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Why this matters: While the wealthiest indulge in luxuries that contribute more to climate change, a federal report found that the poor will be among the earliest victims of climate crises and will be impacted the most. There is also structural inequality when it comes to solutions. “Better-resourced communities have created climate offices and programs, while the response has lagged in smaller or poorer communities,” the report explained, causing “green gentrification” in which poorer residents are pushed out of the protective range of these programs. Thus, the poorest communities — which are generally Black or brown — will be left without the resources to combat climate disasters fueled by the wealthy.
According to the Guardian, the richest 1% are people earning more than about $100,000 annually. Researchers at the University of Leeds found that as income level rises, demand for high intensity, luxury goods increase as well. These goods include long-distance travel by air, prompting proposals for a carbon tax on frequent flyers. The list also includes new vehicles, vehicle fuel, and extra household appliances. In recent years, SUV’s have become the most popular vehicle in the United States; SUV’s are popular among the wealthy, consume more gas than compact cars, and were the second largest contributor to rising global carbon emissions between 2010 and 2018. As opposed to amenities like water and heat which are considered high intensity yet basic amenities, these luxuries cause vast amounts of CO2 emissions at the expense of those who cannot afford them.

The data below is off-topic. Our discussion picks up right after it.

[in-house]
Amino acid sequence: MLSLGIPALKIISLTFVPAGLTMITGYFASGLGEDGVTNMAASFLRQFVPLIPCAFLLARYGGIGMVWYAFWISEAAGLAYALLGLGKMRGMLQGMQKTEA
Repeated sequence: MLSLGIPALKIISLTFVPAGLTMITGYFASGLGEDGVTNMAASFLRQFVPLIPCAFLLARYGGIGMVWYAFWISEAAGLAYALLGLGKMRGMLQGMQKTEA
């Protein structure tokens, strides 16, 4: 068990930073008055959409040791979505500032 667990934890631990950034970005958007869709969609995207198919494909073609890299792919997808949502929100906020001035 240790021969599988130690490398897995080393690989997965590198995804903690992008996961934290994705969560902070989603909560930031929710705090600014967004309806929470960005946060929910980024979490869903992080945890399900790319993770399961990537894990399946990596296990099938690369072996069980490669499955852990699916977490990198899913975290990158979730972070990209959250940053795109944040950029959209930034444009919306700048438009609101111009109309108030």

Climate experts say we may have less than 17 years before we’ve exhausted our “carbon budget” and the global average temperature reaches 2 degrees Celsius, leading to a severe rise in natural disasters like hurricanes, wildfires, drought, and a rise in global poverty levels. Danny Sriskandarajah, Oxfam’s chief executive in the United Kingdom, said of the study, “The over-consumption of a wealthy minority is fuelling the climate crisis and putting the planet in peril. No one is immune from the impact but the world’s poorest are paying the heaviest price despite contributing least emissions as they battle floods, famines and cyclones.”
World leaders spoke out yesterday on the state of the planet and the message was clear — we must stop taking the natural world for granted. UN Secretary-General Antonio Guterres warned that “the state of the planet is broken,” our attitude about it is “suicidal,” and then he spent more than 10 minutes cataloging our global “crimes against nature.”
Why This Matters: Guterres implored the world to make 2021 a “leap” year — a year in which individuals, businesses, and governments make a “quantum leap” towards carbon neutrality, and when more women leaders are at the table and they take decisive action to begin to cut carbon emissions by 45% by 2030.
by Ashira Morris, ODP Contributing Writer What is “normal”? This rather philosophical question — especially in 2020 — has concrete answers in weather science that can skew how we think about climate change. The National Oceanic and Atmospheric Administration (NOAA) records climate normals as an average of the past 30 years, with updates made every […]
Why This Matters: Europe’s pledge to reach neutrality by 2050 is a legal commitment that guides banks, policies, and decision-making. Each of the EU’s 27 countries must now write its own plan for how to reach these targets.
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